Construction work on Madinah hajj terminal starts next month
The terminal will include hotels and accommodation facilities, government buildings, a metro station and a 400-bed hospital
Preparations are currently underway to set the stage for the construction of King Abdullah Haj Terminal in Madinah, which will start next month. The Ministry of Finance, which is financing the terminal, is currently making the soil analysis and other spade work for the commencement of construction.
Mohammed Al-Bijawi, director of the Haj Ministry's Madinah branch, said the terminal will be built on Hijrah Road on an area of 1.6 million sq. meters accommodating more than 200,000 pilgrims at a time.
"The terminal will be a quantitative leap reflecting the care and concern given by the Kingdom's leaders to the ease and comfort of the pilgrims and visitors," he said.
Al-Bijawi said under instructions from Madinah Emir Prince Faisal Bin Salman, coordination is currently being made with the municipality to receive a plot of land with an area of 340,000 sq. meters on the Hijrah Road to be made into a temporary terminal to receive the air, land and sea pilgrims.
"The temporary terminal will include buildings and facilities for all government and private establishments involved in the provision of services to the pilgrims and visitors," he said.
Meanwhile, Abdul Ghani Bin Hammad Al-Ansari, deputy chairman of the municipal council, said the project comes at a time when hotels in the central area around the Prophet's Mosque have become unable to accommodate the growing number of visitors. "The terminal will provide more than 3,000 new work opportunities," he added.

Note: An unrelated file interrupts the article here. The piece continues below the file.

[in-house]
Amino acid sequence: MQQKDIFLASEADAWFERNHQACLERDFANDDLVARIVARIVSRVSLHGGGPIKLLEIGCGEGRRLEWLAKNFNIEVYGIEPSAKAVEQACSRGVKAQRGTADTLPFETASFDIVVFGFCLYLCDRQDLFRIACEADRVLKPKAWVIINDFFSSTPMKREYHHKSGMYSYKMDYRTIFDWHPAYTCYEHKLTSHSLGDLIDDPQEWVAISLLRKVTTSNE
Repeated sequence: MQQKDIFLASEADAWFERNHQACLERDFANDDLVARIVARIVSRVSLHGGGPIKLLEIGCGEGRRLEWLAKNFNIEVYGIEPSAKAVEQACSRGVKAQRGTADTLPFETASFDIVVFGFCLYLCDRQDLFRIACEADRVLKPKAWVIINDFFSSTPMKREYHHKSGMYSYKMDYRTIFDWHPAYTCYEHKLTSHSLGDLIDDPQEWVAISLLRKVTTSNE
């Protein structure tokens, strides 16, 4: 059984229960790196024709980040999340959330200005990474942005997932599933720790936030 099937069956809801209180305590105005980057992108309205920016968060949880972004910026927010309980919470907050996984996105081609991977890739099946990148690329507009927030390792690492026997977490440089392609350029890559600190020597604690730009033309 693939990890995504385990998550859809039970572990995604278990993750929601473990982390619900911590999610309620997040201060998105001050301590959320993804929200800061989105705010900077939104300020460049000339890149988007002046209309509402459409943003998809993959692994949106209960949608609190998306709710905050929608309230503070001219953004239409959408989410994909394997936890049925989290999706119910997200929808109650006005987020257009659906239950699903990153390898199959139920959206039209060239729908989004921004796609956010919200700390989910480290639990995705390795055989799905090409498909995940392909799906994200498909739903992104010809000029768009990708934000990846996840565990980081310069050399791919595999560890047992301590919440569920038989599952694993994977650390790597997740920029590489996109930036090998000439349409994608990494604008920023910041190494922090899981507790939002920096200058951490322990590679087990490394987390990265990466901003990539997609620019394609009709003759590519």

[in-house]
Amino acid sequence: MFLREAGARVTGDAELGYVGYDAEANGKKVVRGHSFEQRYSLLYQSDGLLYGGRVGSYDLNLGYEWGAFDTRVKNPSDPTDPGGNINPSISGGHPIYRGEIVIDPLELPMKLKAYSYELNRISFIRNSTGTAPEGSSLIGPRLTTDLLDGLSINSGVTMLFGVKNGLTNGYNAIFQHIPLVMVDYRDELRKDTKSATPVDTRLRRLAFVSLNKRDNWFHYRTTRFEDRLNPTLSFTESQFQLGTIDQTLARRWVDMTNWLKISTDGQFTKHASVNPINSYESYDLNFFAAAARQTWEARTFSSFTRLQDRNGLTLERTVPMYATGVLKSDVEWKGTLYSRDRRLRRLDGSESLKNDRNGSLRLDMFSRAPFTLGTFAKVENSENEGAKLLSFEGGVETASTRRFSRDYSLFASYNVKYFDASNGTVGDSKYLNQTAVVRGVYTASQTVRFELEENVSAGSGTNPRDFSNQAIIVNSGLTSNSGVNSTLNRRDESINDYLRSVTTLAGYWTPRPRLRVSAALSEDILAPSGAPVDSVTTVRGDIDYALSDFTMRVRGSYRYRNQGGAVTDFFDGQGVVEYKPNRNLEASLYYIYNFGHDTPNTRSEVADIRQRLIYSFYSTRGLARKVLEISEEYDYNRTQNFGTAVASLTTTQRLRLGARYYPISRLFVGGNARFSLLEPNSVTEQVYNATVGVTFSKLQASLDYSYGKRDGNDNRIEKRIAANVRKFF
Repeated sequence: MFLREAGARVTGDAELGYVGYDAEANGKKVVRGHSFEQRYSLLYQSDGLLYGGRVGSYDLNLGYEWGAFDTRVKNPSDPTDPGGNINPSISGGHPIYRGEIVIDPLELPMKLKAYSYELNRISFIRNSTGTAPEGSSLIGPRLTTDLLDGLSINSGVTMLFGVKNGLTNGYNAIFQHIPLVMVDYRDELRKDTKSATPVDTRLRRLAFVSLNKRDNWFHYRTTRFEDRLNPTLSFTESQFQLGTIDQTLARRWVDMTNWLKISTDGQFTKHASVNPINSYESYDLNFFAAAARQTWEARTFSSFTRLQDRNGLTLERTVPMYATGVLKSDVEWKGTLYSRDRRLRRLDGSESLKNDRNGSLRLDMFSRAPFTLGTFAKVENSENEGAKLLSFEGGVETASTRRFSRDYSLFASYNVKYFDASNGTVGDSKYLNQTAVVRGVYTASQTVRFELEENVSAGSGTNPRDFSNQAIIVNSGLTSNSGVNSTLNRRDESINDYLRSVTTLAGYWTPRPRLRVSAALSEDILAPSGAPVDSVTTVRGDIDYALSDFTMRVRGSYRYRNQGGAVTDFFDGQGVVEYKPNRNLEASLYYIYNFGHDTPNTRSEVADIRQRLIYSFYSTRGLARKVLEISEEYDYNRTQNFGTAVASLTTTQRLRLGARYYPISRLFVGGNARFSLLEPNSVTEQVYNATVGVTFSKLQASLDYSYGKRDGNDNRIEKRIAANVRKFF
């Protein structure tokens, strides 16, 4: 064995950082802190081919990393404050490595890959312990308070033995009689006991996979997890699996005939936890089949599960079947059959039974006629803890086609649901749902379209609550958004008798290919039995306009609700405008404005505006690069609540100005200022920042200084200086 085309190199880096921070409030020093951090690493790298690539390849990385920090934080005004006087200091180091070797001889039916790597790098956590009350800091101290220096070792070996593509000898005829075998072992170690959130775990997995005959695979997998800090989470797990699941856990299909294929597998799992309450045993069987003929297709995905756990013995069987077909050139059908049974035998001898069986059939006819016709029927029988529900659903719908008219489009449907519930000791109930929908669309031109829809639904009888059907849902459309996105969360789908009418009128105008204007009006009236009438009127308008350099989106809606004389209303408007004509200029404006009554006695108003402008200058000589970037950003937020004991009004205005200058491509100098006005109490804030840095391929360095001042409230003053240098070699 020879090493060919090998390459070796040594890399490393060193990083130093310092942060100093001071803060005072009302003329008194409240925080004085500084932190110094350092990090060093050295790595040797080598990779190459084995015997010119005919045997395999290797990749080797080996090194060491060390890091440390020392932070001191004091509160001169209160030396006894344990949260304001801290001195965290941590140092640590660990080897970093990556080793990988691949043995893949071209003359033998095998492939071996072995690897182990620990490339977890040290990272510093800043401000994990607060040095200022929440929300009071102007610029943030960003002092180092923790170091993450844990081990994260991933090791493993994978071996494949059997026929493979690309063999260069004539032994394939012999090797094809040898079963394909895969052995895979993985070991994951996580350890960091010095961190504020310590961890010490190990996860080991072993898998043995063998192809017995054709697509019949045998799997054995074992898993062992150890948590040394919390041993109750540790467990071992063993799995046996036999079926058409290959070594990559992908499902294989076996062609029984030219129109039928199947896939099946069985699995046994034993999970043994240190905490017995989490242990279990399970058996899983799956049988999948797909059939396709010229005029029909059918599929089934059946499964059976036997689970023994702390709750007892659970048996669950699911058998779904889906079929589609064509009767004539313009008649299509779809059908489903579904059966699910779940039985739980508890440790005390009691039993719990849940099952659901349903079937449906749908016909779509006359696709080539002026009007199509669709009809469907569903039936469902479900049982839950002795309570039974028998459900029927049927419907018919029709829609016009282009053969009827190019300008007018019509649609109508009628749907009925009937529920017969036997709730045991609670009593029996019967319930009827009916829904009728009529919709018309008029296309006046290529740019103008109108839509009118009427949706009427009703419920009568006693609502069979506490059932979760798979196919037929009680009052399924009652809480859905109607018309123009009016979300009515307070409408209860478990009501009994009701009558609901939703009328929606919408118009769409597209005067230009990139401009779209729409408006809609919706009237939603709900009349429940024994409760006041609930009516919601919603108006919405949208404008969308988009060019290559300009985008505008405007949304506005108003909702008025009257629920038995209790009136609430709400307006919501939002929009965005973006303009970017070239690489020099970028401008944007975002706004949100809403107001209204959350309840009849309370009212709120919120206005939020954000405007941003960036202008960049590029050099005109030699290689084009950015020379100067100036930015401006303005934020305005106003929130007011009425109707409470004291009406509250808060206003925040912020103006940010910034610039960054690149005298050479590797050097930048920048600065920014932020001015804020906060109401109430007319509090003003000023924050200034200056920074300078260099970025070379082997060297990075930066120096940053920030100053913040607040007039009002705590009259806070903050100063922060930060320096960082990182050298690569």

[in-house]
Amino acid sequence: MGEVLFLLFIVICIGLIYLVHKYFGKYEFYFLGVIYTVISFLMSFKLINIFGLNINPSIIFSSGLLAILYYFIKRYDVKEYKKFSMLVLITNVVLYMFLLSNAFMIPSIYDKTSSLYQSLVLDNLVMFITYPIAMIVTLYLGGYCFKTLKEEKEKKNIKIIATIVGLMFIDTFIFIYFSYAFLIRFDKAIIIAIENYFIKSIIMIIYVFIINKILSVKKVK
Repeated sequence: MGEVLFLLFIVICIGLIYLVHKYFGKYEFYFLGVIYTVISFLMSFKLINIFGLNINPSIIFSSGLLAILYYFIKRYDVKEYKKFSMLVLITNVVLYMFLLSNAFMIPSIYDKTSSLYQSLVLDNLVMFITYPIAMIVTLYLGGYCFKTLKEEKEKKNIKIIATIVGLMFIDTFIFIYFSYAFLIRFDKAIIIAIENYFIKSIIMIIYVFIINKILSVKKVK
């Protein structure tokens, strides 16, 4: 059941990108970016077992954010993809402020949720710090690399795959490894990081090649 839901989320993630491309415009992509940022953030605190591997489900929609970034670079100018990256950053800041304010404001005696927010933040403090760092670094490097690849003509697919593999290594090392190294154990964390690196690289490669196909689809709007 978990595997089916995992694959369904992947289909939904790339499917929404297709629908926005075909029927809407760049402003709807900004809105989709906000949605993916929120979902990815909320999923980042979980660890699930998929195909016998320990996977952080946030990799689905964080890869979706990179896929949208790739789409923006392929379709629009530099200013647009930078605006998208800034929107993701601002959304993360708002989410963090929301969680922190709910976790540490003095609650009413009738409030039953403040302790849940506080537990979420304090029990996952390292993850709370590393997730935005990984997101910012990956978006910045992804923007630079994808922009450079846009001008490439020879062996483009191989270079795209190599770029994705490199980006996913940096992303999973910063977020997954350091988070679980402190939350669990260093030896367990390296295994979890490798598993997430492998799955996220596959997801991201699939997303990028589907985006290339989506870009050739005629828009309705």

He said the terminal will include hotels and accommodation facilities, government buildings, a metro station and a 400-bed hospital.
Al-Ansari said the terminal will substitute the existing Haj reception hall, which was opened about three years ago on an area of 15,000 sq. meters with a covered area of 2,700 sq. meters.
On the other hand, Abdul Wahid Hattab, director of the department of information and public relations of the Presidency of the Affairs of the Two Holy Mosques, said the expansion of the Prophet's Mosque will not affect its intake capacity, especially during Ramadan and school summer vacation. "The plazas of the mosque from all the four sides will remain open for the visitors," he said.
Hattab said the Prophet's Mosque has geared up to receive the growing number of visitors during Ramadan and added that more than 3,200 male and female workers have been employed to clean the mosque. "There will also be more than 2,000 employees from the presidency to look after the visitors providing them with consummate services," he added.
Hattab said the mosque has been supplied with more than 2,500 tanks containing Zamzam water. "The mosque's 100 doors will remain open and all the elevators and the electric escalators will be operational 24/7," he said.
He said the air-conditioning will cover an area of 10,000 sq. meters inside the mosque in addition to 426 fans sprinkling water to cool down the temperature in the plazas, which cover an area of 36,500 sq. meters.
This article was first published in the Saudi Gazette on May 28, 2014.